In the fall of 2018, Google released a new version of reCaptcha, the company’s widely used bot detector. reCaptcha v3, as its called, is great at detecting bots but it has a dark side, as researchers suspect that Google is compromising users’ privacy to feed the system.
Luckily, there’s alternative to reCaptcha for website owners who don’t trust Google—and could use a little extra cash.
Called hCaptcha, it’s a bot detector that acts just like the captchas users are already accustomed to, where they’re asked to label what they see in different images. But instead of showing Google’s images–images the company uses to train its machine learning algorithms–hCaptcha shows users images from datasets, which belong to other companies that also need images labeled for machine learning applications. In theory, the service helps everyone: you prove you’re not a bot while helping companies hone their algorithms, and websites make money off the whole exchange.
Because accurate labeling is so valuable to these companies, websites that host hCaptcha are paid based on how many of their users click through hCaptcha and answer questions successfully. Depending on their traffic and the number of bots attacking them, websites can make thousands of dollars per month. It’s a good deal for machine learning companies that need people to label their data, and for websites that want the security of a captcha–and some extra cash. As for users: The experience remains the same as always, though you can tell the difference is you look closely, because there will be an hCaptcha logo in place of the reCaptcha symbol you’re used to. Today, 10 million people interact with hCaptcha every month on thousands of websites, powering dozens to hundreds of machine learning-labeling projects at a time.
hCaptcha (the “h” stands for human) is the brainchild of Eli-Shaoul Khedouri, a longtime entrepreneur and AI expert who founded the machine learning company Intuition Machines in 2017. At Intuition Machines, Khedouri and his team build large-scale machine learning algorithms for Fortune 50 companies. While Khedouri declined to share specifics because of nondisclosure agreements, he said that Intuition creates algorithms that can do things like analyze the content of videos. To accomplish tasks like this, Intuition’s models require millions if not billions of data points, much of which must be labeled by people. Once they have the annotated videos or images, Intuition’s team can start teaching an algorithm how to recognize what’s going on in a video. “We actually ended up being in the captcha business accidentally because we’d become a large consumer of [human annotation] labor,” Khedouri says. “The services available weren’t really what we wanted.”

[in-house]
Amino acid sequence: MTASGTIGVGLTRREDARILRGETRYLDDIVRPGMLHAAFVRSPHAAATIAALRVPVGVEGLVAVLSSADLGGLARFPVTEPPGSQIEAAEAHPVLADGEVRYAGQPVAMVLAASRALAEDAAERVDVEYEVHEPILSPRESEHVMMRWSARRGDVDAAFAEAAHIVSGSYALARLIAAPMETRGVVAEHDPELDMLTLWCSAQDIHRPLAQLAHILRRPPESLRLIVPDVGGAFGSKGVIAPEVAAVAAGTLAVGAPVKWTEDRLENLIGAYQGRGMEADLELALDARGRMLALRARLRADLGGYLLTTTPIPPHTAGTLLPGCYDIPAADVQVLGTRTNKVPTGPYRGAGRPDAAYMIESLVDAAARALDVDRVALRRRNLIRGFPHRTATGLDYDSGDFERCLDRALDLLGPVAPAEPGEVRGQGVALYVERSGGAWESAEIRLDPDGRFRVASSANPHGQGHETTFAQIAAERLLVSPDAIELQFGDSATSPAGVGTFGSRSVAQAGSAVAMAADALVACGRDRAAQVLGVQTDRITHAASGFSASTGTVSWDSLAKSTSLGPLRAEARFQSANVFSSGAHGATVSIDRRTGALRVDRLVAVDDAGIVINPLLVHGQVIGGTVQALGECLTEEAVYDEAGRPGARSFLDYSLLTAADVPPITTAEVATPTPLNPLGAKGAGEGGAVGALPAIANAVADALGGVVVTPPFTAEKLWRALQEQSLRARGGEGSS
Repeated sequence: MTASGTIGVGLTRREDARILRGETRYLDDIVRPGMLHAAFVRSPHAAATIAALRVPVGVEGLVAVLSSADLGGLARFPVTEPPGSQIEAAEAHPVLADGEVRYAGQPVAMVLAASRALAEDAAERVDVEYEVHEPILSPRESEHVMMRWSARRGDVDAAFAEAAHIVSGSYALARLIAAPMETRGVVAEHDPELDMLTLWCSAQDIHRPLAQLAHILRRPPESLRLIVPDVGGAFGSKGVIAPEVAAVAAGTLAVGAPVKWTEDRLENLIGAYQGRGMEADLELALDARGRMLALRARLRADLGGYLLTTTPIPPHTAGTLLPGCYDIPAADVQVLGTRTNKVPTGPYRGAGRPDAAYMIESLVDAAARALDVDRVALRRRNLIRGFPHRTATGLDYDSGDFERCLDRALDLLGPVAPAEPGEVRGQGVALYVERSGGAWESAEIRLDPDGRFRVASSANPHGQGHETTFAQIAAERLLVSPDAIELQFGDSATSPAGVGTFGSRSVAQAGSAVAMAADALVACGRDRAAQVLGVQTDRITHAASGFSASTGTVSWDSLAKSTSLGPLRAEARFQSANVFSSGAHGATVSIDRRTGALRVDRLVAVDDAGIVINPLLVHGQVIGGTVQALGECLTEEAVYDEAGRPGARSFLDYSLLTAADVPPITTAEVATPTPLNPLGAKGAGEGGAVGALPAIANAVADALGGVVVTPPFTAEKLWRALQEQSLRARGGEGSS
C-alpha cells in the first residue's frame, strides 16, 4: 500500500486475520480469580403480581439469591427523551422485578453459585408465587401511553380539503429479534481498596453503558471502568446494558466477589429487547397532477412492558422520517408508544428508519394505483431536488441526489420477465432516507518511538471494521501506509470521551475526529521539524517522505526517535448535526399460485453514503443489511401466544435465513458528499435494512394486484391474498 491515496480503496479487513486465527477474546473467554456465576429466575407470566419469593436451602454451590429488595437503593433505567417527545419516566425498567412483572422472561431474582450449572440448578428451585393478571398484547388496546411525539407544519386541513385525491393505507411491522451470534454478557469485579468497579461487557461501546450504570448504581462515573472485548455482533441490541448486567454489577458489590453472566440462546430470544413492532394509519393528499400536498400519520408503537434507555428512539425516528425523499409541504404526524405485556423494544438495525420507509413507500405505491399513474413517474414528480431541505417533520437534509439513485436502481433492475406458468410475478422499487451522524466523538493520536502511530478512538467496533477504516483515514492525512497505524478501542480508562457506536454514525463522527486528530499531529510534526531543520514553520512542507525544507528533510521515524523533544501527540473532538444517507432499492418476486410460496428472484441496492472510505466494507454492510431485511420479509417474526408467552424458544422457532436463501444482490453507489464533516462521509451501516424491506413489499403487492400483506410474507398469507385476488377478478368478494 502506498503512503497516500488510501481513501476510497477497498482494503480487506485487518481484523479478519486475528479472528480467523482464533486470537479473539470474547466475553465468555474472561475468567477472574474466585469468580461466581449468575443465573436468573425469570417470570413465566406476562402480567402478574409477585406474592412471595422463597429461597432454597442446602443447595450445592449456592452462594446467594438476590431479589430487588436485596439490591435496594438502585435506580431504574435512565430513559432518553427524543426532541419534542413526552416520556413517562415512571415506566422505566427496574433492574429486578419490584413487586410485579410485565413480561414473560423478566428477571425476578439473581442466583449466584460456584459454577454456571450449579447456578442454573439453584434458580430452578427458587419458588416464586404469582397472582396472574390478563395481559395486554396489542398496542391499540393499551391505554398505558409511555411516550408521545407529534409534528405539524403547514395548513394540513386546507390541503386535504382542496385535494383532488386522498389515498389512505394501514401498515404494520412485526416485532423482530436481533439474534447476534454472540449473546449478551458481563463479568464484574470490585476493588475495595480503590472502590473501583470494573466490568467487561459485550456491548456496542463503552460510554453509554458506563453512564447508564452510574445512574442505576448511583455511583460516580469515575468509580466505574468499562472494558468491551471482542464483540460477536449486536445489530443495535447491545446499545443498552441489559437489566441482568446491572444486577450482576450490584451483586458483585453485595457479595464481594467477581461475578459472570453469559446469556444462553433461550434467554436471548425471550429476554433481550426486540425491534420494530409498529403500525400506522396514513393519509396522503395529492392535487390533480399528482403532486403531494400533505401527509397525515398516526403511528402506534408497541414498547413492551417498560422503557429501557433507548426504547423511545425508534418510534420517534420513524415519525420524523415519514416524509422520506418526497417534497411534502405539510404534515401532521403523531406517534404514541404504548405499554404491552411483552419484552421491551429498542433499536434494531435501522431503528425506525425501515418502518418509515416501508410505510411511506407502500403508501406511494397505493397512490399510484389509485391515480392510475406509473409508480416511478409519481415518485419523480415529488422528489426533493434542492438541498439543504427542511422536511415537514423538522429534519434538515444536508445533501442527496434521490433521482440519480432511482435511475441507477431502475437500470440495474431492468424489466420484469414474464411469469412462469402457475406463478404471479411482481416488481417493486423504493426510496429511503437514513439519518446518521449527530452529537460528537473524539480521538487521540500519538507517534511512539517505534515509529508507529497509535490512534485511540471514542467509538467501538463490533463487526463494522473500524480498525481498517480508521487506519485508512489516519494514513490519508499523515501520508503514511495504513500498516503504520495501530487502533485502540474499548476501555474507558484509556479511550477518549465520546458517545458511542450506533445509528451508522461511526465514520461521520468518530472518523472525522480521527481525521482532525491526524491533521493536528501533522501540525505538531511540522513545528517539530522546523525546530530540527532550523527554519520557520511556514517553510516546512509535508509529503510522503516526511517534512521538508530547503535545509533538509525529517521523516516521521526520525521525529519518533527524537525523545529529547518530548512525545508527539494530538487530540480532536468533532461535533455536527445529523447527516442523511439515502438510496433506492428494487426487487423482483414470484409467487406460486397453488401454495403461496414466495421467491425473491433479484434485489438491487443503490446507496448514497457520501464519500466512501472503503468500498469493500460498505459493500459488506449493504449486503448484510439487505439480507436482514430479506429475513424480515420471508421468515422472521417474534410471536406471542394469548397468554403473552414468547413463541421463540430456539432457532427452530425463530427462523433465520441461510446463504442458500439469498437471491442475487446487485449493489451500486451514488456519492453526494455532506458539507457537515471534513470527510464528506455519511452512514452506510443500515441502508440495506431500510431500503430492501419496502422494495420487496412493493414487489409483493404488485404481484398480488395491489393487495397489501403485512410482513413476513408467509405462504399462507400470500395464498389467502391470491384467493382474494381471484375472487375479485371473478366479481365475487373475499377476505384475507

Finding enough people to label such vast datasets was a serious challenge. First, Khedouri tried building up his own team in Vietnam who could annotate datasets. But some days he’d have enough work for 12 people, and other days he’d have enough work for 50. Since the amount of data in need of labeling changed so much based on whatever projects the team was working on, having a full-time team wasn’t the most cost-effective solution way to go (though was probably better for the workers).
Instead, Khedouri turned to captcha farmers—clickworkers who are paid a fraction of a cent to solve captchas on the internet. His team built a platform for the captcha farmers to label the datasets for Intuition Machines, and designed measures to assess how accurate each farmer’s labeling was. It was the most efficient, least expensive way for Khedouri to label his data, in real time.